This thesis aims to demystify the facilitation of participatory processes in order to improve the performance of the facilitation professional. As our society is increasingly recognised as pluralistic, characterised by multiple actors with different interests, values and perceptions, participation has become a popular means of bringing about social and technical change. Across the globe, whether in agricultural development, poverty alleviation, natural resource management, health promotion or policy formulation, participation is often presented as the golden key to unlock the door to a more sustainable and democratic world. The task of ensuring that the golden key is used and the door is unlocked is, in general, placed in the hands of facilitators i.e. men or women responsible for the management of participatory processes. The work of facilitators is considered crucial for bringing about desirable change. However, their role and influence is difficult to grasp and judge. In fact, the notion of facilitation is often 'depersonalised'. People refer to it in terms of incentives to bring about a desired change. This study, however, acknowledges that facilitators are critical success variables and are people who bring along their own interests, perceptions, values, assumptions, and competencies that influence the participatory process and its outcomes. Through a critical analysis of facilitation experiences, this study aims to increase transparency on facilitators' actions, perceptions, values, theoretical and methodological perspectives, and how these can shape the participatory processes and outcomes in a particular context. Such transparency helps to make explicit the responsibilities and competencies of facilitators and to improve their accountability to the actors with whom they work.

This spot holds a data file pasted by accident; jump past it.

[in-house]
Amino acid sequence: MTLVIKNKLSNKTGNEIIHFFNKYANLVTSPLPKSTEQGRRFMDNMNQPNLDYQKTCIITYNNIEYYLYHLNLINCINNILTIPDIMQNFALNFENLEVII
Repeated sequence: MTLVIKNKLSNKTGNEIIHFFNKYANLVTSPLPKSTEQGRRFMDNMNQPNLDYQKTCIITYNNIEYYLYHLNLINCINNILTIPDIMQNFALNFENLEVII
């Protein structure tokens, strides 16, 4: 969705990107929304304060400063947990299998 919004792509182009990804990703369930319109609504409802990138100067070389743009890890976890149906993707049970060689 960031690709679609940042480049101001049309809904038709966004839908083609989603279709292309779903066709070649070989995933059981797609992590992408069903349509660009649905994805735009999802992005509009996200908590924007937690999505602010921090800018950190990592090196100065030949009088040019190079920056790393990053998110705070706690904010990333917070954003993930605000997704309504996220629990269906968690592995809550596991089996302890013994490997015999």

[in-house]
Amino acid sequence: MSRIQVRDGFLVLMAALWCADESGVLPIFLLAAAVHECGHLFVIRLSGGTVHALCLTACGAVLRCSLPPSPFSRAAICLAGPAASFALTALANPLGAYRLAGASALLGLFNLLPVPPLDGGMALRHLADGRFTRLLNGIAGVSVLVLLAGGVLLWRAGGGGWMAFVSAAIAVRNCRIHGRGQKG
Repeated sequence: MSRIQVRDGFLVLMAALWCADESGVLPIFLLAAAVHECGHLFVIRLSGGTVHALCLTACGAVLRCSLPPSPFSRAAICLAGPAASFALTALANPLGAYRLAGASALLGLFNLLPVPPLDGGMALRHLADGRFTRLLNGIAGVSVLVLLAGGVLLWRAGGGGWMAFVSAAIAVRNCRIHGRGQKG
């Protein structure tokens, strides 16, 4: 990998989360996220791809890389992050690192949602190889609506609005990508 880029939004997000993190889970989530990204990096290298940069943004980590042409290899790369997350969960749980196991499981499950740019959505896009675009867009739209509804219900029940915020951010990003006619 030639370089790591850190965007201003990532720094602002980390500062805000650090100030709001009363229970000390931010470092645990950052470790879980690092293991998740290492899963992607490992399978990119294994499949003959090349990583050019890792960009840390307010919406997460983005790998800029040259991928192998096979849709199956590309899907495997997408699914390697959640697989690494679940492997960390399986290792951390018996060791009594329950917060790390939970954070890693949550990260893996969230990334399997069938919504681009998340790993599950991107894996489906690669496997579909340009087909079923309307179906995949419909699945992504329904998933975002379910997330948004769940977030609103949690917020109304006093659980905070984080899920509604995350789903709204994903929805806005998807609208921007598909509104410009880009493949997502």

Chapter 1 presents two personal stories to clarify the concerns and challenges as underlying motives for this research. The first story shows facilitators who are pawns in a power play. It gives insight into the facilitators' choice of whose interests, perspectives, and values count most. The second describes the challenges that facilitators in this study face when working in complex and messy environments in which everything/body is connected to everything/body. The two experiences inform the following research questions that underpin this study:

    1. What have facilitators of participatory processes that address complex issues deliberately undertaken to achieve the desired change?
    2. What were the theoretical and methodological perspectives and values of the facilitators in the cases? How have these dispositions influenced the process and outcome, and how effective was the facilitation in terms of desired changes?
    3. What competencies do facilitators require to be effective in their work?
    4. What are the principles and ingredients for the meta-facilitation i.e. the facilitation of facilitators of participatory processes addressing complex issues?